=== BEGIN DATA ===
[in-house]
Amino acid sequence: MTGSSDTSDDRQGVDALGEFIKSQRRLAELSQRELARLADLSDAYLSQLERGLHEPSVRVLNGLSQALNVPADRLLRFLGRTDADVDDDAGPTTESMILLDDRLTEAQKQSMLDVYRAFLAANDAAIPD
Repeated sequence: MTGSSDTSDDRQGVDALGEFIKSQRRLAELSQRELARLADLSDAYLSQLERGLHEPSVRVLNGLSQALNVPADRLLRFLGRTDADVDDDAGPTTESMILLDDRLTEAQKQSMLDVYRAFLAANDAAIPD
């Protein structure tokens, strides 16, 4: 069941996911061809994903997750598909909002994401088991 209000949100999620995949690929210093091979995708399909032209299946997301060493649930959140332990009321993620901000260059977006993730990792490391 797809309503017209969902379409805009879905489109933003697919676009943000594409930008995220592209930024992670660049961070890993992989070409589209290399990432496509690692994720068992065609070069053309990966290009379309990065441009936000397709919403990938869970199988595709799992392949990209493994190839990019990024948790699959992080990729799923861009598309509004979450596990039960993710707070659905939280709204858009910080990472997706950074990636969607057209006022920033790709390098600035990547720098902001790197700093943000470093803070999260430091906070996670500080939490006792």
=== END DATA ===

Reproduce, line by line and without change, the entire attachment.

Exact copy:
[in-house]
Amino acid sequence: MTGSSDTSDDRQGVDALGEFIKSQRRLAELSQRELARLADLSDAYLSQLERGLHEPSVRVLNGLSQALNVPADRLLRFLGRTDADVDDDAGPTTESMILLDDRLTEAQKQSMLDVYRAFLAANDAAIPD
Repeated sequence: MTGSSDTSDDRQGVDALGEFIKSQRRLAELSQRELARLADLSDAYLSQLERGLHEPSVRVLNGLSQALNVPADRLLRFLGRTDADVDDDAGPTTESMILLDDRLTEAQKQSMLDVYRAFLAANDAAIPD
């Protein structure tokens, strides 16, 4: 069941996911061809994903997750598909909002994401088991 209000949100999620995949690929210093091979995708399909032209299946997301060493649930959140332990009321993620901000260059977006993730990792490391 797809309503017209969902379409805009879905489109933003697919676009943000594409930008995220592209930024992670660049961070890993992989070409589209290399990432496509690692994720068992065609070069053309990966290009379309990065441009936000397709919403990938869970199988595709799992392949990209493994190839990019990024948790699959992080990729799923861009598309509004979450596990039960993710707070659905939280709204858009910080990472997706950074990636969607057209006022920033790709390098600035990547720098902001790197700093943000470093803070999260430091906070996670500080939490006792």